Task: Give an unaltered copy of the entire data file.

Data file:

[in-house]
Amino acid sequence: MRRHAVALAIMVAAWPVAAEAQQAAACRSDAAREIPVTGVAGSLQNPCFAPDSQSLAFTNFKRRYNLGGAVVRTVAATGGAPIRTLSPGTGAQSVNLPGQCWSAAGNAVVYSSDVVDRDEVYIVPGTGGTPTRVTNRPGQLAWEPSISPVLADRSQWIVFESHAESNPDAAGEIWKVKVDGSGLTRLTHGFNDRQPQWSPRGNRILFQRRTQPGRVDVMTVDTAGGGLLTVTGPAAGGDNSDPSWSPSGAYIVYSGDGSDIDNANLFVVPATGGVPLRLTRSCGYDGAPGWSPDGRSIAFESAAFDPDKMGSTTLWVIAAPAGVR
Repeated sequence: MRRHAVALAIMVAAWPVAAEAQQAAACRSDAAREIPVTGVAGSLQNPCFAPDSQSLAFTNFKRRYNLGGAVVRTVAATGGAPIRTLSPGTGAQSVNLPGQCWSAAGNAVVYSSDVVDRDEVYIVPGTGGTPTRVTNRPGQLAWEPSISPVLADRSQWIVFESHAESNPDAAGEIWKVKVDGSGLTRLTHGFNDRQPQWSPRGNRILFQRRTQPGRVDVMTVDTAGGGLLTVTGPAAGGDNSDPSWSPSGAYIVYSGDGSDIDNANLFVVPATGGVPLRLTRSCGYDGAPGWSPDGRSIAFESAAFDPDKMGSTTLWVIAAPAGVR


[in-house]
Amino acid sequence: MRRHAVALAIMVAAWPVAAEAQQAAACRSDAAREIPVTGVAGSLQNPCFAPDSQSLAFTNFKRRYNLGGAVVRTVAATGGAPIRTLSPGTGAQSVNLPGQCWSAAGNAVVYSSDVVDRDEVYIVPGTGGTPTRVTNRPGQLAWEPSISPVLADRSQWIVFESHAESNPDAAGEIWKVKVDGSGLTRLTHGFNDRQPQWSPRGNRILFQRRTQPGRVDVMTVDTAGGGLLTVTGPAAGGDNSDPSWSPSGAYIVYSGDGSDIDNANLFVVPATGGVPLRLTRSCGYDGAPGWSPDGRSIAFESAAFDPDKMGSTTLWVIAAPAGVR
Repeated sequence: MRRHAVALAIMVAAWPVAAEAQQAAACRSDAAREIPVTGVAGSLQNPCFAPDSQSLAFTNFKRRYNLGGAVVRTVAATGGAPIRTLSPGTGAQSVNLPGQCWSAAGNAVVYSSDVVDRDEVYIVPGTGGTPTRVTNRPGQLAWEPSISPVLADRSQWIVFESHAESNPDAAGEIWKVKVDGSGLTRLTHGFNDRQPQWSPRGNRILFQRRTQPGRVDVMTVDTAGGGLLTVTGPAAGGDNSDPSWSPSGAYIVYSGDGSDIDNANLFVVPATGGVPLRLTRSCGYDGAPGWSPDGRSIAFESAAFDPDKMGSTTLWVIAAPAGVR